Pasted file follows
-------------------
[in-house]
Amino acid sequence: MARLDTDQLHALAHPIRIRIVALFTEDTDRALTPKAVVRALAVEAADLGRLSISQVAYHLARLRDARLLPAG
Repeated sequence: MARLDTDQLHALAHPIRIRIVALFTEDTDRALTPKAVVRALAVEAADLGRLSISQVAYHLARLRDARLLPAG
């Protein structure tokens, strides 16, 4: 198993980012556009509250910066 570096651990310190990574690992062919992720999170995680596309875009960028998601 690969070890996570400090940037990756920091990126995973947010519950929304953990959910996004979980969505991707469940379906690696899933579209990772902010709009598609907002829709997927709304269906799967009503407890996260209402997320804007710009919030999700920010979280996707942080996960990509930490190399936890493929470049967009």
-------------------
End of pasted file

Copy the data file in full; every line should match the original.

[in-house]
Amino acid sequence: MARLDTDQLHALAHPIRIRIVALFTEDTDRALTPKAVVRALAVEAADLGRLSISQVAYHLARLRDARLLPAG
Repeated sequence: MARLDTDQLHALAHPIRIRIVALFTEDTDRALTPKAVVRALAVEAADLGRLSISQVAYHLARLRDARLLPAG
């Protein structure tokens, strides 16, 4: 198993980012556009509250910066 570096651990310190990574690992062919992720999170995680596309875009960028998601 690969070890996570400090940037990756920091990126995973947010519950929304953990959910996004979980969505991707469940379906690696899933579209990772902010709009598609907002829709997927709304269906799967009503407890996260209402997320804007710009919030999700920010979280996707942080996960990509930490190399936890493929470049967009």